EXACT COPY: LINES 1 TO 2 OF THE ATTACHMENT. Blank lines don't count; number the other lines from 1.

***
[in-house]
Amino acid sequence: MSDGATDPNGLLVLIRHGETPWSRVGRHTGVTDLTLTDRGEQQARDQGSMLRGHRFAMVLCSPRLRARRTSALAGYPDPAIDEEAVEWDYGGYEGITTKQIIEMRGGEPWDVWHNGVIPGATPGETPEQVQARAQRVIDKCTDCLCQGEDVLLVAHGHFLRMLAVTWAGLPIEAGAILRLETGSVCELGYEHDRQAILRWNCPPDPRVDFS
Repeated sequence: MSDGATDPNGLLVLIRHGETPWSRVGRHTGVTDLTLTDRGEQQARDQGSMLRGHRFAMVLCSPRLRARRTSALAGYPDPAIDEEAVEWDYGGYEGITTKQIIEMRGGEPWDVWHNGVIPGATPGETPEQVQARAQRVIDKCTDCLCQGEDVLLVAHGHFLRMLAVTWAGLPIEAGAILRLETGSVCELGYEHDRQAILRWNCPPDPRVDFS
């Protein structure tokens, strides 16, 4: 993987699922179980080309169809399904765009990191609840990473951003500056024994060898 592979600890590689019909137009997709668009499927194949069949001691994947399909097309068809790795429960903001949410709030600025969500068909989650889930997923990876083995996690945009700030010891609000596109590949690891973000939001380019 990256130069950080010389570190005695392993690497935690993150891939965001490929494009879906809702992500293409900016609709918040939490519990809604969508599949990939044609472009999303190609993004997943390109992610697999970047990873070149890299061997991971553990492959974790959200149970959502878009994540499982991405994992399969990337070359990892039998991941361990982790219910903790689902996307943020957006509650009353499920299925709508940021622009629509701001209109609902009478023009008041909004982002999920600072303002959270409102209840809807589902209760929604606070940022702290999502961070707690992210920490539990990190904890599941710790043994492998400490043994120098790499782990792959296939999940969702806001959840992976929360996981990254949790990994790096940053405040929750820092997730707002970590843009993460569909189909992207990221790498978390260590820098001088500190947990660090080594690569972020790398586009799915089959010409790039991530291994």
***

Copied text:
[in-house]
Amino acid sequence: MSDGATDPNGLLVLIRHGETPWSRVGRHTGVTDLTLTDRGEQQARDQGSMLRGHRFAMVLCSPRLRARRTSALAGYPDPAIDEEAVEWDYGGYEGITTKQIIEMRGGEPWDVWHNGVIPGATPGETPEQVQARAQRVIDKCTDCLCQGEDVLLVAHGHFLRMLAVTWAGLPIEAGAILRLETGSVCELGYEHDRQAILRWNCPPDPRVDFS